People from near and far came to town on Sunday to watch some flying discs. Galion’s Reservoir Ridge disc golf course officially opened on June 15, and what better way to celebrate than with a tournament?
Forty-two people of varying skill levels registered to play. Some came from Columbus, while others traveled from Parma, Findlay and one even came from Detroit, MI.
Much like a golf scramble, there was a shotgun start that morning. It takes as long as three to four hours to get through the 24-hole course, depending on skill level and amount of time spent looking for lost discs—and discs are easy to lose on a course that extends through wooded areas and around the reservoir.
Nate Shifley was the event coordinator. “I’m happy with the turnout. This is good for the first ever tournament here,” he commented. He said it’s a tough course but the players have been giving positive feedback.
Reservoir Ridge is located at Amick Reservoir and shows off the natural beauty of the park. Shifley, along with Jeremy Makeever and Eric Webber, designed the layout of the course and intentionally placed holes so that players walk through most of the acreage.
After the first round, there was a one-hour break before players started the afternoon round of play. Phil’s Deli donated sandwiches for players and their families to enjoy.
Also, representatives from the Galion-Crestline Area Chamber of Commerce as well as the City of Galion stopped by to check out the new feature. They did a ribbon cutting for the course.
Webber had a long list of people to thank. “We had a great support team for the installation and the support from the city was tremendous,” he said.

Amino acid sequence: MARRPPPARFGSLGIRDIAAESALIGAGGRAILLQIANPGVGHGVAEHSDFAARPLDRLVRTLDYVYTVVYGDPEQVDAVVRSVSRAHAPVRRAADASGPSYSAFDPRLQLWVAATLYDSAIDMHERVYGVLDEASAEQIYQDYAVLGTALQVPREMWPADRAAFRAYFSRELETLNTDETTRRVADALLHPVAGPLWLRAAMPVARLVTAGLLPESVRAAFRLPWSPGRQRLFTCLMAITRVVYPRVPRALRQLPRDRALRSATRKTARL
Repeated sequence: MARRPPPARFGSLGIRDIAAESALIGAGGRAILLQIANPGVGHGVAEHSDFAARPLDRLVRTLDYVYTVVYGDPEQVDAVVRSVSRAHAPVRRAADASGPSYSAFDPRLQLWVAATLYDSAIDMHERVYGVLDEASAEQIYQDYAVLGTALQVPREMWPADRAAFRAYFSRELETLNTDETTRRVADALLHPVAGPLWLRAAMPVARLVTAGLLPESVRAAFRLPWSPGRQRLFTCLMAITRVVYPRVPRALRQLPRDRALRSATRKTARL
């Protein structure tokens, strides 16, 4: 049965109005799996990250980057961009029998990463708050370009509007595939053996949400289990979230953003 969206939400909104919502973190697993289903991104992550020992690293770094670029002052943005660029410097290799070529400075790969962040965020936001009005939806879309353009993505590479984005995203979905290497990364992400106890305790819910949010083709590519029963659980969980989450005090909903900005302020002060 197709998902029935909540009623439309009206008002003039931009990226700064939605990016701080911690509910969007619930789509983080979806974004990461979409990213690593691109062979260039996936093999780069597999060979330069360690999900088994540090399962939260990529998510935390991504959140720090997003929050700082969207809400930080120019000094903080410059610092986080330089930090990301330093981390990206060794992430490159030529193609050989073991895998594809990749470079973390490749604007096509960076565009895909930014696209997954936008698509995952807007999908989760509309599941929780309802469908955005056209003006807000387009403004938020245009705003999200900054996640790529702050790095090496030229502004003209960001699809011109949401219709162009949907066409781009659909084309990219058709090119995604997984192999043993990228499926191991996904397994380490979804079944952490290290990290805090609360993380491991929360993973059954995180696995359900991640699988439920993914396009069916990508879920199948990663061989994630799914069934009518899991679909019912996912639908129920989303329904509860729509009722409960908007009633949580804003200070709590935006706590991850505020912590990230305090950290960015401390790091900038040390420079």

Since early spring, more than a dozen volunteers have helped get the course ready. Just a few days before the tournament, A&G Manufacturing donated a footbridge to cross the creek on Hole 19.
Mayor Tom O’Leary pointed out that without the course, some of the players would have never been to Galion. “The project came to city hall from the citizens, not the other way around. This was too good of an idea not to fund,” he said.
The crowd also gave a round of applause for the Service Department. Crews worked all week to get the park ready for the event by filling in the alley’s countless potholes, removing brush piles, mowing and weed eating. After years of maintenance neglect, Amick was completely transformed for the better.
Makeever commented that the city has improved the park tenfold. Now with the disc golf course adding more foot traffic, he hopes more people will come out to use the park, whether for disc golf, fishing, dog walking or just enjoying the great outdoors.
Improvements to Amick Reservoir will not stop here. The volunteers who installed the course will continue to clear brush from the wooded areas of the course in order to make the trails more accessible. The tournament raised about $200 that will be put back into the course, for general maintenance and to help pay for concrete pads (for teeing off). They hope to install the pads next year.